TROON, Scotland: Rory McIlroy still considers himself a full-fledged member of the Fab Four.
No chance he'll get kicked out of the group, certainly not without putting up quite a fight.
As if to show he's still as relevant as ever among golf's elite players, even as he approaches the two-year mark since the last of his major titles, McIlroy pulled no punches yesterday leading to the British Open at Royal Troon.
He called out golf for its lax drug-testing procedures and questioned the relevance of his sport being part of the Olympics, saying he wasn't even sure he'd watch it on television.
And, if there was any doubt that he still deserves to be mentioned in the same breath with Jason Day, Dustin Johnson and Jordan Spieth, McIlroy pointedly reminded everyone how they rank in terms of majors.
"I've got four major championships, and I'd love to add to that tally," he said, "just as those guys would love to add to their one or two majors that they have and just keep going."
McIlroy missed last year's British Open at St. Andrews after tearing a ligament in his left ankle playing soccer with his buddies, denying him a chance to defend the title he won in 2014.
"I guess it's the start of a new chapter for me in the Open championship," he said. "I'm determined not to miss any more, for the foreseeable future anyway."
He's even more eager to add another major title to his trophy case.
Two years ago, McIlroy followed up his victory at Royal Liverpool by winning again in the PGA Championship. He was the most dominant golfer in the game, the guy everyone else was chasing as Tiger Woods faded from view. But golf is a fickle game, and players such as Woods, who remain on top for years at a time, don't come along very often.
In 2015, Spieth surged to the pinnacle by winning the Masters and the U.S. Open, and just missing out on a playoff at St. Andrews. Before the year was out, Day had claimed his first major title at the PGA Championship, holding off Spieth.
Then, at this year's U.S. Open, it was Johnson's turn to shine. After some excruciating near-misses in the biggest events, he finally claimed his first major with a dazzling display at Oakmont.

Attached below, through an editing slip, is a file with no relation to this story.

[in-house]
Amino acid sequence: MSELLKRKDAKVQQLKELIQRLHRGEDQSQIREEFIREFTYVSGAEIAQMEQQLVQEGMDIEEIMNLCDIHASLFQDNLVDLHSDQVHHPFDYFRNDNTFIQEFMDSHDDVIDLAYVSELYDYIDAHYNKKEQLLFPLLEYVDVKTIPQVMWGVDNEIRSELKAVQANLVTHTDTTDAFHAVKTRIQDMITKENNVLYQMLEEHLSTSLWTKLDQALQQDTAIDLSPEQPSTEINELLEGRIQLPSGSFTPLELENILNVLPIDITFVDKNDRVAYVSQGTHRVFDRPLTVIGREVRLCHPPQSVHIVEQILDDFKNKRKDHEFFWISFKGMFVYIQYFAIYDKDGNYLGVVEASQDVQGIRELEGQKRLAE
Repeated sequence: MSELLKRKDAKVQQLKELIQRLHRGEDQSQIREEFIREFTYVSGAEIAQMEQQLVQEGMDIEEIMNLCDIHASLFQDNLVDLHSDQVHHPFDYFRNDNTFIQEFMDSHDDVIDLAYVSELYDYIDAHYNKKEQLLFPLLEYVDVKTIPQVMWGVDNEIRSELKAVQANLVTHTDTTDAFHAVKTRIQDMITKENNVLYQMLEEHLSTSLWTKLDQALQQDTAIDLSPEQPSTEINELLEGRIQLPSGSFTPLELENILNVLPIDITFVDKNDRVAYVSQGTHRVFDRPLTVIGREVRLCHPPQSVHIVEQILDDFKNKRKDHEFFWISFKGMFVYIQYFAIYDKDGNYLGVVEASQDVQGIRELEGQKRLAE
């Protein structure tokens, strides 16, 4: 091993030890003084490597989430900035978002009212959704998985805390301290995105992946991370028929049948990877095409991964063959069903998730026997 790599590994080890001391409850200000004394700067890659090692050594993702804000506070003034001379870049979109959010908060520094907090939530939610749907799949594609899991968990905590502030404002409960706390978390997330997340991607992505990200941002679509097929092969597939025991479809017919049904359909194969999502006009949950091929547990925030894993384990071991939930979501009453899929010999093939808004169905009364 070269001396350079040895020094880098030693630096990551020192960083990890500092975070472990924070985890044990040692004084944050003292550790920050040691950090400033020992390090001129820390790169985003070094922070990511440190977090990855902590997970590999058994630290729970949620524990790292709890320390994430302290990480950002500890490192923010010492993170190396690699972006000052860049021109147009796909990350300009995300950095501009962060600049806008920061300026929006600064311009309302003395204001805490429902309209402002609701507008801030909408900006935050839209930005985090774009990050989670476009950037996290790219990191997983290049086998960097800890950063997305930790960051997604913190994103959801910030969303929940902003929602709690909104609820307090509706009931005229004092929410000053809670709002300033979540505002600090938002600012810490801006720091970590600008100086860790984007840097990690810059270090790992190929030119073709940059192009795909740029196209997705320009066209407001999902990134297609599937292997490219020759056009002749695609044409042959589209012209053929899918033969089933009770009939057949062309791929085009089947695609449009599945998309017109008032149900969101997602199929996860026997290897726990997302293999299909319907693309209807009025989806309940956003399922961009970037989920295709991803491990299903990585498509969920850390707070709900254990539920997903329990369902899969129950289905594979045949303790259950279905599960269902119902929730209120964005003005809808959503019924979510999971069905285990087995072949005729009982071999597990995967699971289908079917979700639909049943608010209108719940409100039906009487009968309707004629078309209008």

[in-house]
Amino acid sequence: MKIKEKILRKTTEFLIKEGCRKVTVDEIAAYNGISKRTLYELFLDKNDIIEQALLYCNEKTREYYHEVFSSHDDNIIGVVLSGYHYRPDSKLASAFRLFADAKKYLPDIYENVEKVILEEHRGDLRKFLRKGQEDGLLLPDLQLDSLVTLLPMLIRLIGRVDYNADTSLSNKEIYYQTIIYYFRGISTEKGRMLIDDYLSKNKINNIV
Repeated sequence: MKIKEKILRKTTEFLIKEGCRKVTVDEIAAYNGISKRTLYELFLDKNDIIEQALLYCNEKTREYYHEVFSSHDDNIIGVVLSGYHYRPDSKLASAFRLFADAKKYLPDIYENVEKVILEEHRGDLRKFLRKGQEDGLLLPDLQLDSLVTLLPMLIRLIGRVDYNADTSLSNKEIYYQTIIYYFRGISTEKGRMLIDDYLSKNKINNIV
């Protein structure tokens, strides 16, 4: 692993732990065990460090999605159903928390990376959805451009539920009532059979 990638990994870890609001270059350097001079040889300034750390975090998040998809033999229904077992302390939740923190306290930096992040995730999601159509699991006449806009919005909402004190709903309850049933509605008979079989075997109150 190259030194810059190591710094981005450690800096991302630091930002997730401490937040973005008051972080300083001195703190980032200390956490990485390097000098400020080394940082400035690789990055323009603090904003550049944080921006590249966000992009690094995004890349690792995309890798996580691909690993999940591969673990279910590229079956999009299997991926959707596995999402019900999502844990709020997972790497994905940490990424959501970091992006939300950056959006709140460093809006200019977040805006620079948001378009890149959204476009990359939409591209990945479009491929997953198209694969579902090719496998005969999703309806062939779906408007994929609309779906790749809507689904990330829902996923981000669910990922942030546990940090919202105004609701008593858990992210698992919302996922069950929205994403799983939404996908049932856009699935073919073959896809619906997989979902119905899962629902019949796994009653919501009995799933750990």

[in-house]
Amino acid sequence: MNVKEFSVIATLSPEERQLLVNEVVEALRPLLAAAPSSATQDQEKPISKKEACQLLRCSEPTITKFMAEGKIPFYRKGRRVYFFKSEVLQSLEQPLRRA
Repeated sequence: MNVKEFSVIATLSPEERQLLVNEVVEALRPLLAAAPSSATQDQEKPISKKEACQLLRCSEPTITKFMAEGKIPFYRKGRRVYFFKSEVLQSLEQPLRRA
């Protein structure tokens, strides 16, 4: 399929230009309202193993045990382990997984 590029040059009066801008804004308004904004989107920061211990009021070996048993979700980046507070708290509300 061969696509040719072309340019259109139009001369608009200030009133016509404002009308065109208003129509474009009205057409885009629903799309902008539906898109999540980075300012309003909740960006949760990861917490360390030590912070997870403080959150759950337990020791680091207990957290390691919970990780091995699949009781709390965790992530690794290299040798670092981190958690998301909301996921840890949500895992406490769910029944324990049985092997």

"The game is in a great state," said defending British Open champion Zach Johnson, one of only two players outside the Fab Four to win at the past eight major championships. "Great, young talents carrying it and pushing it. I don't know if there's a ceiling, but if there is, it seems like it's being nudged a little bit higher month after month, year after year."
Even though McIlroy hasn't been a serious contender at the majors since his victory at Valhalla, McIlroy sees no reason for concern. He's still only 27, an enormous talent who surely has some of his best golf still in front of him.
He rolled his eyes when someone mentioned a reference in the British media that he was on the verge of becoming the Ringo of the Fab Four.
"Probably the first time I've been compared to the Beatles," he said, managing only the hint of a smile. "I'm happy where my game is. I can't worry about other guys. If I focus on myself and make sure that I'm playing the best that I can, I'm pretty confident that ... I'm going to win more times than not."
McIlroy has other things on his mind as well.
He called on golf's major governing bodies to step up their anti-doping efforts, which he said are limited to a handful of urine tests each year.
"I could use HGH and get away with it, so I think blood testing is something that needs to happen in golf just to make sure that it is a clean sport going forward," he said. "If golf is in the Olympics and golf wants to be seen as a mainstream sport as such, it has to get in line with the other sports that test more rigorously.
Ahh, the Olympics.
So far, it's been the predominant story line in the buildup to the golf's oldest major championship, with Spieth announcing Monday he would follow the lead of McIlroy, Day and Johnson by not playing in Rio next month when the sport rejoins the Summer Games for the first time since 1904.
All of them cited concerns over the Zika virus as the primary reason for staying away. But, while Spieth said Tuesday it was "probably the hardest decision I've ever had to make in my life," McIlroy was much more cavalier about skipping the Olympics.
"I don't think it was as difficult a decision for me as it was for him," McIlroy said. "I don't feel like I've let the game down at all. I didn't get into golf to try and grow the game. I got into golf to win championships and win major championships."
That was clearly a shot at golf's Olympic boosters, who have said it's the best way to spread the sport to nontraditional areas, with South America being at the forefront this year.
But McIlroy made it clear he's not in that camp. In fact, he made it sound as if golf doesn't belong in the Olympics at all.
"I'm very happy with the decision that I've made and I have no regrets about it," McIlroy said. "I'll probably watch the Olympics, but I'm not sure golf will be one of the events I watch."
So, what will he watch?
"Probably," he replied, "the events like track and field, swimming, diving — the stuff that matters."
Another zinger from a player who has no intention of fading away.